After graduating from the University of Michigan, he became a lawyer and the owner of his father’s brickyard. Before leaving home, he discussed with his mother the possibility of never returning, and so he wrote a last will and testament to make certain she would inherit his possessions. Because of the respect he enjoyed from his men, he was promoted rapidly to colonel.
The regimental flag, most often referred to as “the colors,” was steadfastly protected because it was an icon in motion, representing the fighting men and boys from the same community. It was the beginning point behind which all soldiers would rally; it was the mid-point around which all forces would collide; it was the end-point in which all hopes of victory would endure. The flag was home, consecrated in battle, and it had to be defended to the death.
The colors were so frequently shot to pieces that they had to be replaced. The flag was usually kept clean, and if it ever touched the ground, it was considered bad luck. Jeffords “pledged himself in decisive terms to be its special defender and guardian.” In the next few minutes, the Stars and Stripes would also be in serious jeopardy. His vow was about to be tested.
Jeffords was in a hail of gunfire in a wheat field on July 2. His unit was suddenly faced with a charging enemy that easily outnumbered his own. The fighting quickly became hand-to-hand in what was called a “whirlpool of death.” In the confusion of the fight, the flag dropped to the ground. Jeffords and two other officers saw the flag and dashed to retrieve it. At the very same time a Confederate grabbed the flag. With both sides screaming and cursing, a battle for the flag itself began. It was a breath-taking moment. The Confederate was killed. Union hearts sank, but only for an instant. Jeffords finally took possession of the flag. After being shot in the leg, one observer remarked later that while Jeffords lay on the ground not willing “to yield the prize, the rebels rushed forward and literally pinned the gallant Jeffords to the earth with bayonets.” One bayonet thrust mortally wounded him, but not before the Confederate was shot to death for his deed.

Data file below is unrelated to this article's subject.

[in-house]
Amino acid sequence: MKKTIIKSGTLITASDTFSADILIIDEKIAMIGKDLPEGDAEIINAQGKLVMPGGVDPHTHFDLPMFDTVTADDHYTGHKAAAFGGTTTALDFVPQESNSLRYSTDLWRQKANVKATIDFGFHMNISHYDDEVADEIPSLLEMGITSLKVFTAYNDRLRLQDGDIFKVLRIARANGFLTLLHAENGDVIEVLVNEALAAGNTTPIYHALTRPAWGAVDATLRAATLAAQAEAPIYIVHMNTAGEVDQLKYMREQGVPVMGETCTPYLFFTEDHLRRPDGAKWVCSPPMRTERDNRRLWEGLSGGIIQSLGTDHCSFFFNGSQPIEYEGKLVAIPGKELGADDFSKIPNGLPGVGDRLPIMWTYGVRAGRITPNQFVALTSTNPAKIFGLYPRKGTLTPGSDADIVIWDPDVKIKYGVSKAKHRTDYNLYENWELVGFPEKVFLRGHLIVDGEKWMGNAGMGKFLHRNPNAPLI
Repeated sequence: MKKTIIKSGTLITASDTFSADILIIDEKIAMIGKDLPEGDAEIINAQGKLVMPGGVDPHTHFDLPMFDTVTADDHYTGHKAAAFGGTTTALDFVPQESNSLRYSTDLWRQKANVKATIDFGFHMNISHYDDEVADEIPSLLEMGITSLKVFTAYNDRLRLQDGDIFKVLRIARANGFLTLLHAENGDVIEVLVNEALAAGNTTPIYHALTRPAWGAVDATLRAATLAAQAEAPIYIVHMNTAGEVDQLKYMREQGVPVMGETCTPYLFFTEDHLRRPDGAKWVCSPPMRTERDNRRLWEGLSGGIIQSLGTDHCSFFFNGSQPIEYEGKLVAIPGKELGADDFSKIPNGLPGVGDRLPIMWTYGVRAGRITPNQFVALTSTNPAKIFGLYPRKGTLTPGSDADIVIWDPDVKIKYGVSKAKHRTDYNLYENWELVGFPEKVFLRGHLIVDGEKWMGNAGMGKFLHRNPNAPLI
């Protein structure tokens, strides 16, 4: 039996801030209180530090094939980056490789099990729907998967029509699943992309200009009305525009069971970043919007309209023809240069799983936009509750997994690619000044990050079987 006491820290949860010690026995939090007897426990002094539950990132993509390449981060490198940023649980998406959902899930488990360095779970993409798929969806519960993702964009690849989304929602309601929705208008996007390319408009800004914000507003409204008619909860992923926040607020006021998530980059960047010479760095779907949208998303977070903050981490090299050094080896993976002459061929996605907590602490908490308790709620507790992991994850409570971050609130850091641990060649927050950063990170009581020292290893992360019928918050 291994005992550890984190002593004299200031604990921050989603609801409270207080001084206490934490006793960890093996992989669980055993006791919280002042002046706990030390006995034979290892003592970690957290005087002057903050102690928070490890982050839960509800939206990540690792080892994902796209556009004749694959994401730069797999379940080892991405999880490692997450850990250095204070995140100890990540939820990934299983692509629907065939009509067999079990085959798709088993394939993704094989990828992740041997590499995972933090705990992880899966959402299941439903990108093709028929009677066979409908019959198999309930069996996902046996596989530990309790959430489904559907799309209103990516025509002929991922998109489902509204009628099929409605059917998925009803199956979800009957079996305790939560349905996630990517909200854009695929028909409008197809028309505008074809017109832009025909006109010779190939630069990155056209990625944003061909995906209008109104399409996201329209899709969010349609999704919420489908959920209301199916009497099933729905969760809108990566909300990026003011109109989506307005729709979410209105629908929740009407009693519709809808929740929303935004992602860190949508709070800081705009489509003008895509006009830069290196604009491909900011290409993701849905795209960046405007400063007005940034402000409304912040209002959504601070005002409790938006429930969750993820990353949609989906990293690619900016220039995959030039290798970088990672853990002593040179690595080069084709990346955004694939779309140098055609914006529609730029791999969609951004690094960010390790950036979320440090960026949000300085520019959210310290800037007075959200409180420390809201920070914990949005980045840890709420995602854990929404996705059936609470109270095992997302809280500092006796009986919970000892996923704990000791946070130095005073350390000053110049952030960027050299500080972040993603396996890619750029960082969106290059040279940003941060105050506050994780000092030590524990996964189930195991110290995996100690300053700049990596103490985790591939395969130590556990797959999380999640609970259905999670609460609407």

When he was carried from the field, Jeffords’s last words reflected the same last thoughts of family when soldiers knew they were near the point of death: “mother, mother, mother!”
Use symbols to motivate.
Jeffords shows us that a symbol can elicit powerful emotions, motivating us to act magnificently in a difficult situation. We covet symbols because they inspire. They influence us to think powerful thoughts that lead to powerful actions. For most Americans the Stars and Stripes provides a sense of identity, a feeling of belonging, a motivating expression of that for which we stand, and a stirring reminder of the price our forefathers paid for the freedoms we enjoy. Our national flag goes beyond its intellectual meaning and reaches into our hearts. Therein resides its power, its ability to harness our thoughts and feelings for noble ends. Like nearly everyone on both sides of the fight, Jeffords had a profound emotional investment in his flag, which was an influential symbol that led him to give to his country what Lincoln called “the last full measure of devotion.”
Copyright 2013 Paul Lloyd Hemphill
Gettysburg Lessons ad Gettysburg Leadership